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2012 Infiniti M35h Review (video)

2012 Infiniti M35h Review (video)

Electronic efficiency By ,

To sell a luxury hybrid, it's preferable to offer one that doesn't force the customer to make sacrifices. After all, that's why people buy luxury cars, right?

2012 Infiniti M35h rear 3/4 view
If you're really bent on getting an Infiniti M, though, this would be the one. (Photo: S├ębastien D'Amour/

It's safe to say that very few people buy luxury hybrids for their sheer greenness; in my humble opinion, they'll buy them if there's added performance, added features and less stops at the dirty gas station.

There still aren't many performance luxury hybrids to choose from. The Lexus GS 450h has been around for a while, and is a direct competitor to Infiniti's new 2012 M35 Hybrid. If you're a diesel fan, you could also consider the Mercedes-Benz E 350 BlueTEC.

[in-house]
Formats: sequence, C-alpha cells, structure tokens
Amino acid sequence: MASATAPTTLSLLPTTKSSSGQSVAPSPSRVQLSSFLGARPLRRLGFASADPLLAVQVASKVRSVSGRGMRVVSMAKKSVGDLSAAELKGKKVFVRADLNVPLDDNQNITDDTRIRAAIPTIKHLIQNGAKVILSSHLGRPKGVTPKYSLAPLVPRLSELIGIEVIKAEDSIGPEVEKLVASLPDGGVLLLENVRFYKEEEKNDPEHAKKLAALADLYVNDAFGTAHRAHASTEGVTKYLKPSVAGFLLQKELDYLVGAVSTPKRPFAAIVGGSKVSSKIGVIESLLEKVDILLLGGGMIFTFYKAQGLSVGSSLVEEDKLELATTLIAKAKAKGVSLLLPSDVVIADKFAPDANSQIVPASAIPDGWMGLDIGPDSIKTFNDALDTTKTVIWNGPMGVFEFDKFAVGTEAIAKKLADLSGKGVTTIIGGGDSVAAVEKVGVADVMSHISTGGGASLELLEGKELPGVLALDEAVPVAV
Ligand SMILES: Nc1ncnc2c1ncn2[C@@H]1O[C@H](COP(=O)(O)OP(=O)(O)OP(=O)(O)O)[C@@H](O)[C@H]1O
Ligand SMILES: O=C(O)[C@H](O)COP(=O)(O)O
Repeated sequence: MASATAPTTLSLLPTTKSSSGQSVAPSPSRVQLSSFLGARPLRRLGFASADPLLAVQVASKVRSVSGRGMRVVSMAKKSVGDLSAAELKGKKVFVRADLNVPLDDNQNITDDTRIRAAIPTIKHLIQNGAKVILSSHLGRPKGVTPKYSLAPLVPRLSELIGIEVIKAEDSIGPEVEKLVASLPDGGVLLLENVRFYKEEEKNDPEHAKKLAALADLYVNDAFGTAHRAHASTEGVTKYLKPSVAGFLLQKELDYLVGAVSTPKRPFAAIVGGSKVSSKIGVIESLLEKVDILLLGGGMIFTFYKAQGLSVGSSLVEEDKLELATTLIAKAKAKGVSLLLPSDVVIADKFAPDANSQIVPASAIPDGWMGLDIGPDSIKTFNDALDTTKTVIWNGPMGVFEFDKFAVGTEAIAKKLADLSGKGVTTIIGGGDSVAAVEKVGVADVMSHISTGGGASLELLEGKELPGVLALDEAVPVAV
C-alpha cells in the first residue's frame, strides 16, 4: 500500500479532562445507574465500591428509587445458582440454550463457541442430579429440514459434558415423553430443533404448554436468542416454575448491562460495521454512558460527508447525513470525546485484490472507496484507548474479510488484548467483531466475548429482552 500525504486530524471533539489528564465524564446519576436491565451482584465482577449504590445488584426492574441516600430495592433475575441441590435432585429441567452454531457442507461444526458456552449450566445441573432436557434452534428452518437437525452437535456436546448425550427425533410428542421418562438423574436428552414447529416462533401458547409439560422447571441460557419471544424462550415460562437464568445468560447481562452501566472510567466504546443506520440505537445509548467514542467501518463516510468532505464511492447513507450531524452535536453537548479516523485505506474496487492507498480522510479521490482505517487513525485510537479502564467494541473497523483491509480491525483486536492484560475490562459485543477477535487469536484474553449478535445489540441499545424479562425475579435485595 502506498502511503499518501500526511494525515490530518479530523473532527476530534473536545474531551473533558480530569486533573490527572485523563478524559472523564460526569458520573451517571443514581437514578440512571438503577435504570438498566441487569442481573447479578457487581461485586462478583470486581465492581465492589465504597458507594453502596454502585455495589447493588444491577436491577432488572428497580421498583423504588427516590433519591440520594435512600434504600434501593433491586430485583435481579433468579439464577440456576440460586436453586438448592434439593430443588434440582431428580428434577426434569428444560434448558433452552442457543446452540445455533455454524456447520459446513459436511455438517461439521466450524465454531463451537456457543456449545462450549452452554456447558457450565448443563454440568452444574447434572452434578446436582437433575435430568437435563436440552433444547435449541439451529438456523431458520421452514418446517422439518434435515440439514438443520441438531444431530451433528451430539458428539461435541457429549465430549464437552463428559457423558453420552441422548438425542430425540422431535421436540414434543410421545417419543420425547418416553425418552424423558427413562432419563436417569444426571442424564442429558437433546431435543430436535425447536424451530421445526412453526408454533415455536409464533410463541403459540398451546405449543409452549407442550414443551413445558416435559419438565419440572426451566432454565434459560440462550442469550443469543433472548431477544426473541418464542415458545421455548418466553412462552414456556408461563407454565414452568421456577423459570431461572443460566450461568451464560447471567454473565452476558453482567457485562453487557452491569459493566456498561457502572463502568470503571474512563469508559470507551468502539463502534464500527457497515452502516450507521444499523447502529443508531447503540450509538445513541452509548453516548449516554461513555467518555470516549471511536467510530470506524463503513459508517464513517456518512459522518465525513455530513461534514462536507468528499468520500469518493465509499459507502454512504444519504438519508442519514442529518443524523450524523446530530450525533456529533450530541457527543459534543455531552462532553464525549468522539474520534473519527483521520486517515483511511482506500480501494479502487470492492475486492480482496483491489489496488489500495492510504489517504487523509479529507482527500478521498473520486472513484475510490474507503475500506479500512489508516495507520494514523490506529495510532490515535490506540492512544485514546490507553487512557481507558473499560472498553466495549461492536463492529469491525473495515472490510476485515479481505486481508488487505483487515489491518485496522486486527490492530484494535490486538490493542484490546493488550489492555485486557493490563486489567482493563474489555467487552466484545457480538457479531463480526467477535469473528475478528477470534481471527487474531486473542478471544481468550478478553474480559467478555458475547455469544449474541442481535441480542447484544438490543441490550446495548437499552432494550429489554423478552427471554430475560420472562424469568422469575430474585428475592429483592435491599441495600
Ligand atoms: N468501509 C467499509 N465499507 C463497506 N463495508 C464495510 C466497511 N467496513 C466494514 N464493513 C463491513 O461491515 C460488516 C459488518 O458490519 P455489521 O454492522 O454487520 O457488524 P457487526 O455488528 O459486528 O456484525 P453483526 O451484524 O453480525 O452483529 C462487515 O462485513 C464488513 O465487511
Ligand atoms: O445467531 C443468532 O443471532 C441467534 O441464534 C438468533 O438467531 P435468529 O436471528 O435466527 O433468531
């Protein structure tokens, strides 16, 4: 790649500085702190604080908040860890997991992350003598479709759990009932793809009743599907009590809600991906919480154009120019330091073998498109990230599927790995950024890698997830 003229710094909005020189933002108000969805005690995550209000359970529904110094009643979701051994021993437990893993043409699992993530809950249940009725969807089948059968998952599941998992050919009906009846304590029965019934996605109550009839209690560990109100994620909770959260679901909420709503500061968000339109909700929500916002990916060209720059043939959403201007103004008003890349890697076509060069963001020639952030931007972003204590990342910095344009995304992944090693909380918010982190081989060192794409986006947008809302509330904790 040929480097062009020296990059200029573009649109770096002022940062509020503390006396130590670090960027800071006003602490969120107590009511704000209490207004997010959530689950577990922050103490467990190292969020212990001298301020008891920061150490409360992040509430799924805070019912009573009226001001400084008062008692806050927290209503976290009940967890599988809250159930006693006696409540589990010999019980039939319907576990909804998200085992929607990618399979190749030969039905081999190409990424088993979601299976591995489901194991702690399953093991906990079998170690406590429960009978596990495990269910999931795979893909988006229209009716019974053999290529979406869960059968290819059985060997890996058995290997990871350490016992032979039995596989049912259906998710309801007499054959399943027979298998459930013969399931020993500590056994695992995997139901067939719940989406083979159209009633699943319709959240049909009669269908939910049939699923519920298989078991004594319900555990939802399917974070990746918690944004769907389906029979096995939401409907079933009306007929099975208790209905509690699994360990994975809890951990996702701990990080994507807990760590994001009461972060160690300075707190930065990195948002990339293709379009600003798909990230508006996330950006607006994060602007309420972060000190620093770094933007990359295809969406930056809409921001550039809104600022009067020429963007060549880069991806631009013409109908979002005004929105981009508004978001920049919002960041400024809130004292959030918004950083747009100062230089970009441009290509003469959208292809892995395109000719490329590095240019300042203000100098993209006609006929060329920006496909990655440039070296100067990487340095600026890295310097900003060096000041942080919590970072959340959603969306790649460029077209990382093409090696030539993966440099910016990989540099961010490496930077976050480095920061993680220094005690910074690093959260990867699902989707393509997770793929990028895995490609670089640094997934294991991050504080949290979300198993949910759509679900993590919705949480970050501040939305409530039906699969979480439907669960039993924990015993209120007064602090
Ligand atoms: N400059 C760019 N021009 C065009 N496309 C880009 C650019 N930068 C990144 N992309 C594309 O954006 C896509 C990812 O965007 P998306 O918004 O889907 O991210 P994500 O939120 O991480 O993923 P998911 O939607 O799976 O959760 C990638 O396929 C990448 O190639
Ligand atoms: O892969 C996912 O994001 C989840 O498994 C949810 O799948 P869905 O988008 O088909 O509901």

High-performance powertrain
The M35 Hybrid is fast. Its 3.5L V6 develops 302 hp and 258 lb-ft of torque, and it's matched to a 67-hp electric motor; together, they produce 360 horses. While that isn't as much as in the 420-hp M56, the Hybrid feels quicker off the line thanks to the instant torque generated by the electric motor.

Blast off in the M35h, and you'll hit 100 km/h in 5.6 seconds -- not bad, and actually a blink of an eye quicker than the 339-hp Lexus GS 450h, which we clocked at six seconds flat. The Infiniti hits the quarter-mile mark in 14 seconds at 160 km/h.

And you still get the Nissan/Infiniti VQ engine's terrific growl at wide-open throttle. Spin the drive mode dial to Sport, and the M35 Hybrid displays its eagerness to please with rapid throttle response and snappy downshifts.

Fighting with the gas pedal
Turn the dial to Eco mode, on the other hand, and the car becomes less cooperative. You see, in order to maximize fuel economy, Infiniti installed a gas pedal that actually resists being pushed down. Although I understand the purpose of helping the driver avoid burning gas, I'm not too fond of this approach.

I used the Eco mode anyhow, just to see how the M35 Hybrid performs in regards to fuel consumption. Over the course of the week, the car recorded an average of 8.5L/100km, which is dead even with what we achieved behind the wheel of the Mercedes-Benz, and virtually identical to what we observed in the Lexus.

Another benefit of the M35h's powertrain and 7-speed automatic transmission is that at 100 km/h, the engine is spinning at only 1,600 rpm, so the cabin is very quiet.